1 week ago
Monday, August 23 Nine Circles of Hell!
The Nine Circles of Hell! – all the news that gives you fits in print – for Monday, August 23, 2010, are:
Credit card interest rates are through the roof
Credit card interest rates soared in the second quarter to a nine-year spike, according to the market research company Synovate.
The average interest rate on existing cards jumped to 14.7% last quarter, up from 13.1% a year earlier, Synovate said. Synovate is the market research arm of Aegis Group plc.
The jump created a dramatic spread of 11.45 percentage points between the average credit card interest rate and the prime rate — the largest margin in 22 years, according to Synovate.
Synovate study director Lauren Guenveur said the increase in interest rates was driven primarily by the Credit Card Accountability Responsibility and Disclosure Act of 2009. She said the so-called CARD Act gave credit card companies a limited amount of time to raise rates, “before they could no longer do so freely.” This put pressure on issuers to aggressively raise rates, she said.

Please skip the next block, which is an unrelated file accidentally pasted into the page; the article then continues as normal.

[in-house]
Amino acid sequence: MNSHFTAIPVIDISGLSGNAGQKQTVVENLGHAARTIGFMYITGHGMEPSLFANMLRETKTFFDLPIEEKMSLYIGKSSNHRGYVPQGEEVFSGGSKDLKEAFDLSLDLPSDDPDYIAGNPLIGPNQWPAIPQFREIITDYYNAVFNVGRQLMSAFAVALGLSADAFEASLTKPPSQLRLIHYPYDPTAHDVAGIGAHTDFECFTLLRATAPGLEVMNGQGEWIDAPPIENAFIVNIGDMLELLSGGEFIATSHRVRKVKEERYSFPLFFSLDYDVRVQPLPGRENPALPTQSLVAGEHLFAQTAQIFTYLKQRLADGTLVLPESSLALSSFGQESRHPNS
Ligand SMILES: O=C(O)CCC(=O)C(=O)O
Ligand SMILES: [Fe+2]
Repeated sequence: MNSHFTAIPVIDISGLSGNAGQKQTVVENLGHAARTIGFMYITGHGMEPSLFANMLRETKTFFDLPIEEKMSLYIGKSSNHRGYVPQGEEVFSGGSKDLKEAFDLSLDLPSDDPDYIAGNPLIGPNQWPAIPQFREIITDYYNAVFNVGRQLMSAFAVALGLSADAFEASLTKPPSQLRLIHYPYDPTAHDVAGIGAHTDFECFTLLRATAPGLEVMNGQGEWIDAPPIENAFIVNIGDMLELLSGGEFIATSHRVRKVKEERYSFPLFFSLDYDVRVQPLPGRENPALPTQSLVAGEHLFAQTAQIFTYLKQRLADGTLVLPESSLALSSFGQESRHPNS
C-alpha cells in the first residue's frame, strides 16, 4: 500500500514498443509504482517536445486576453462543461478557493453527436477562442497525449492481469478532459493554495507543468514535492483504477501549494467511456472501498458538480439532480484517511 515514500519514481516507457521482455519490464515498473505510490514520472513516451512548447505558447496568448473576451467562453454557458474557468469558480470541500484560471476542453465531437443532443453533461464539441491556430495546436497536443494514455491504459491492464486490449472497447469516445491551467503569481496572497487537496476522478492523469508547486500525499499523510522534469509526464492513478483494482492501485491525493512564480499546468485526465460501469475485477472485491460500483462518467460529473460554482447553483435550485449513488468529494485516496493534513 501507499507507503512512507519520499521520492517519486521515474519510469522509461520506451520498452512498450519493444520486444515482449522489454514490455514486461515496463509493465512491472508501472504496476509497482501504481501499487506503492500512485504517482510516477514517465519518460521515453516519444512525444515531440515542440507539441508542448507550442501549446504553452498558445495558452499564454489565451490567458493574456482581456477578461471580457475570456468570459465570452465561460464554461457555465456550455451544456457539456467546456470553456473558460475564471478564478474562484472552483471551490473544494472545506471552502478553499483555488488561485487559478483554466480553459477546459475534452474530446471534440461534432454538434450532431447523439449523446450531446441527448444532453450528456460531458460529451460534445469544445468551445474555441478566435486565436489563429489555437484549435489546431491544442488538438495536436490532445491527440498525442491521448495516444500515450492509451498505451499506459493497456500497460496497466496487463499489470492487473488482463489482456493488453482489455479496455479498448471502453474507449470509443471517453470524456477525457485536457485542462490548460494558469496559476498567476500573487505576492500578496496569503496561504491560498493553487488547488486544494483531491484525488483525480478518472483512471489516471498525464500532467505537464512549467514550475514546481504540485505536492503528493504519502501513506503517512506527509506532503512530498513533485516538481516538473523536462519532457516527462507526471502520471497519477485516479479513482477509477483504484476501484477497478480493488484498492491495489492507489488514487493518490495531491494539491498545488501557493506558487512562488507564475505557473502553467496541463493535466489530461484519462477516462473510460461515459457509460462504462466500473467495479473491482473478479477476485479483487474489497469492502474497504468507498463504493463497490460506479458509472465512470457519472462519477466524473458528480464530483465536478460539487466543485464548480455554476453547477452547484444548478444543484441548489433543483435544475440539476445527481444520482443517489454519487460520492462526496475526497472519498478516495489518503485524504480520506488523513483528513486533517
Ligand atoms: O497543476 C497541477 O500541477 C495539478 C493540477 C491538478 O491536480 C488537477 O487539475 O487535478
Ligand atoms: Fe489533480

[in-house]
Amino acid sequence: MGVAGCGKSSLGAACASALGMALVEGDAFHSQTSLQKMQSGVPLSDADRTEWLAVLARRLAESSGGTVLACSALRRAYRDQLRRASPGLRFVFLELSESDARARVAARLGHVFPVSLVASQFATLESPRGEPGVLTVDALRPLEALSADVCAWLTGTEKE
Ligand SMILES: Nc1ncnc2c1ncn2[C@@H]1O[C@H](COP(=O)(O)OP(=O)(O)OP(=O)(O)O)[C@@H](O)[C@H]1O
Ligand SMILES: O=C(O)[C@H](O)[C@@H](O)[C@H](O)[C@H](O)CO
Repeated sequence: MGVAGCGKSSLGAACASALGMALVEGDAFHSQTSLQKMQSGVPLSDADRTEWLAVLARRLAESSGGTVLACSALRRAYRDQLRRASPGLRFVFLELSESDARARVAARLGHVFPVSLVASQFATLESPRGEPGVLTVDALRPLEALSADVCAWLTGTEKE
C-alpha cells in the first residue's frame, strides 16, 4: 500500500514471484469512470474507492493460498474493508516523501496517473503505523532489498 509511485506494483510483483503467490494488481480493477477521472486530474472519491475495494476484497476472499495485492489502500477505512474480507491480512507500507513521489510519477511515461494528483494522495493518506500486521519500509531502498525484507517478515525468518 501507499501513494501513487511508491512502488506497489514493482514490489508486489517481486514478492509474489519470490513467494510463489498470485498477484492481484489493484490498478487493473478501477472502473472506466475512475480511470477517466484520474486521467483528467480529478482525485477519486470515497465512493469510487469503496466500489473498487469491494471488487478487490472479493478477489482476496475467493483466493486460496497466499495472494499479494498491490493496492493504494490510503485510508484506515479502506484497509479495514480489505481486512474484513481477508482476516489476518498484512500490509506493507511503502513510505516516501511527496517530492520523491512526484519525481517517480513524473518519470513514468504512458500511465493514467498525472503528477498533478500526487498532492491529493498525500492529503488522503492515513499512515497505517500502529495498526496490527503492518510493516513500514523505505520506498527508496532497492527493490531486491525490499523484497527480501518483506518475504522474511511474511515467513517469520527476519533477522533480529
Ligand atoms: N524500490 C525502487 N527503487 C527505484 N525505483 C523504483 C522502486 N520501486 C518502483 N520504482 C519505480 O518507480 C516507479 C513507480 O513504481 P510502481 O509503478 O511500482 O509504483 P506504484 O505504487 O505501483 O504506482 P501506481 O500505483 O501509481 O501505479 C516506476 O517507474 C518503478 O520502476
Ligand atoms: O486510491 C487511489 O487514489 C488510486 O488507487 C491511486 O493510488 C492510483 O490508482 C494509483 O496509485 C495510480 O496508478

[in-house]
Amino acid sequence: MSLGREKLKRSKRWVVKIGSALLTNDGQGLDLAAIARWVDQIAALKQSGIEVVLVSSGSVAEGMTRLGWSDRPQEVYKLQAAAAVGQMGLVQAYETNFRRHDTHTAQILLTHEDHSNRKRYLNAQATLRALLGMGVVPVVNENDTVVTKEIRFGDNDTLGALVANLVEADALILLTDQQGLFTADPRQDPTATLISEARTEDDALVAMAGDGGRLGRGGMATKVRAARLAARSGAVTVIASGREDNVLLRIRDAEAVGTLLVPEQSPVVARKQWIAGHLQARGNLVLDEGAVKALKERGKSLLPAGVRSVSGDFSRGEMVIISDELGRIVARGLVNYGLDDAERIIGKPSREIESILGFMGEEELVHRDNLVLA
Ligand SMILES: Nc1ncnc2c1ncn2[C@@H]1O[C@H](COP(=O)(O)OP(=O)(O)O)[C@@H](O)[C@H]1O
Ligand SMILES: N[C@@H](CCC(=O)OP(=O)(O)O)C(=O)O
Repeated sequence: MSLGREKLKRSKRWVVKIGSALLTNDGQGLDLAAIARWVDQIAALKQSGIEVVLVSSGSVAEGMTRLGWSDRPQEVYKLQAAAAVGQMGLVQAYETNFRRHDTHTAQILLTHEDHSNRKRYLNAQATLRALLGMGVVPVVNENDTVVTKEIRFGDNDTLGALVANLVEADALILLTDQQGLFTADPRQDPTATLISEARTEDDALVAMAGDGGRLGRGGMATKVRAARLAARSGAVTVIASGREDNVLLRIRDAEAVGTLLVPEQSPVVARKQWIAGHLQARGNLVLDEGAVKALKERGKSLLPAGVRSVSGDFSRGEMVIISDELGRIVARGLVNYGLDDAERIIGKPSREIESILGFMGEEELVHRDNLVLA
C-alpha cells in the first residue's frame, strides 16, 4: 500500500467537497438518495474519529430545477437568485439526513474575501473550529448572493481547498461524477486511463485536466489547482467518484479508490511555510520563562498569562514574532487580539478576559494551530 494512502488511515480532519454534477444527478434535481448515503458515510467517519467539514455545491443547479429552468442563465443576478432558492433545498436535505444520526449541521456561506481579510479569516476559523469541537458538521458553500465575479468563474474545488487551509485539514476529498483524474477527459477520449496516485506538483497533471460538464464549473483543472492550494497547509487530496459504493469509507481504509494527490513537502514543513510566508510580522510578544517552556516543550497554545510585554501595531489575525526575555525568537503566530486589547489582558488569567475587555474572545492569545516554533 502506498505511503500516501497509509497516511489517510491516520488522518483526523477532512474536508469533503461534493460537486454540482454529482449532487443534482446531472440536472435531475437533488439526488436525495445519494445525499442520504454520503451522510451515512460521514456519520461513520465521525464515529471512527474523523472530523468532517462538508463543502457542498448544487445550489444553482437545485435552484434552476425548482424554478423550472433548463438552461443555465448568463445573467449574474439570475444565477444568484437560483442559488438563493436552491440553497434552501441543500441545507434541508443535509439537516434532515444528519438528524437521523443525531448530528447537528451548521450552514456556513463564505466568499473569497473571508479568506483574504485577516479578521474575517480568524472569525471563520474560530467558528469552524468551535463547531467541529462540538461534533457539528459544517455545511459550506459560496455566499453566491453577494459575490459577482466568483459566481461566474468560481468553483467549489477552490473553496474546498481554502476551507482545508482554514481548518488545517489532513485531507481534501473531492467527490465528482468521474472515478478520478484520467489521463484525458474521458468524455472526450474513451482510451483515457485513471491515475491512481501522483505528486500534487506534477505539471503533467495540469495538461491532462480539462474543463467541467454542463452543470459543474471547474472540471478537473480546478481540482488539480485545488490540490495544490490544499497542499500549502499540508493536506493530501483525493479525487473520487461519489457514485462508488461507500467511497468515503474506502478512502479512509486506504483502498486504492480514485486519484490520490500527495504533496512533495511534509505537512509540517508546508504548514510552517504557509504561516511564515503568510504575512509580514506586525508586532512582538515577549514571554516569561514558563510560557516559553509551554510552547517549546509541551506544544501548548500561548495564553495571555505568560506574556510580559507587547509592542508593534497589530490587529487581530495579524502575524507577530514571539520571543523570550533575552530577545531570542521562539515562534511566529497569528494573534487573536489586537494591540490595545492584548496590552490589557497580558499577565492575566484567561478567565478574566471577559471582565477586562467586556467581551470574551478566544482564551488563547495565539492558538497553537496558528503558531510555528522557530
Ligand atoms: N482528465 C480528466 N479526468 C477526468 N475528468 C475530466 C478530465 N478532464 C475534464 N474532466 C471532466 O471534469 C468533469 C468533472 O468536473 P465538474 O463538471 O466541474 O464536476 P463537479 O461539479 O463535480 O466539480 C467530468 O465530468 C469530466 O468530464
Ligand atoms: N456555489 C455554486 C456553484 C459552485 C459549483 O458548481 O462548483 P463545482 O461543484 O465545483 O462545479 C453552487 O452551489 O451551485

Guenveur added that the recession and nation’s high unemployment were also driving the increase, because it was causing the default rate to go up.
“This is largely due to consumers still charging on their credit cards, but being unable to pay,” she said. “Default rates should remain high as long as unemployment remains high.”
Synovate spokeswoman Jennifer Chhatlani also attributed the rate increase to “returning confidence” in the credit card sector. The second quarter of 2010 saw the second-highest level of credit card spending ever, Synovate said.
“People shouldn’t look at a home as a way to make money”
The New York Times
Housing Fades as a Means to Build Wealth, Analysts Say
Housing will eventually recover from its great swoon. But many real estate experts now believe that home ownership will never again yield rewards like those enjoyed in the second half of the 20th century, when houses not only provided shelter but also a plump nest egg.
The wealth generated by housing in those decades, particularly on the coasts, did more than assure the owners a comfortable retirement. It powered the economy, paying for the education of children and grandchildren, keeping the cruise ships and golf courses full and the restaurants humming.